Co-parenting is the experience of raising a child or children as a single parent when separation or divorce occurs. In order for co-parenting to be successful, empathy, patience, and open communication is required. Co-parenting isn't always easy, but placing the focus solely on the children is a great way to promote a positive experience.
There are two ways of problem solving when co-parenting: strategic problem solving and social-psychological problem solving. Strategic problem solving looks at the issue at hand, while social-psychological problem solving is a more emotional way of resolving issues.
- commit to making co-parenting an open dialogue with your ex
- rules should be consistent and agreed upon at both households
- commit to positive talk around the house
- agree on boundaries and behavioral guidelines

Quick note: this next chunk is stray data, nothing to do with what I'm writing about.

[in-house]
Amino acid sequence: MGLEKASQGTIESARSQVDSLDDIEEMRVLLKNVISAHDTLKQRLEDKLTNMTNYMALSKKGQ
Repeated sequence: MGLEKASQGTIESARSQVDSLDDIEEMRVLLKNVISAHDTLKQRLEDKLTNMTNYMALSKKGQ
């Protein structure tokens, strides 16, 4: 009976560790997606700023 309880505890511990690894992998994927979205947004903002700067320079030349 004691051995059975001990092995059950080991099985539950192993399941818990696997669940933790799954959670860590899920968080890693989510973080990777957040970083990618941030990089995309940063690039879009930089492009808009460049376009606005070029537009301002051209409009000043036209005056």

- create an extended family plan
- recognize that co-parenting will challenge you
- be aware of slippery slopes
- be boring
- update often
- go for the high notes
- don't burden your child/children
- don't jump to conclusions or condemn your ex
- don't be an unbalanced parent
- don't give into guilt
- don't punish your ex by allowing your children to wiggle out of responsibility
- don't accuse, discuss
For more information on problem solving and the do's and don'ts of co-parenting, visit: https://www.psychologytoday.com/us/blog/two-takes-depression/201203/the-dos-and-donts-co-parenting-well
Psychology Today is a reliable resource for reading more on co-parenting. They have many different articles about all aspects of co-parenting, from co-parenting during the COVID-19 pandemic to co-parenting myths.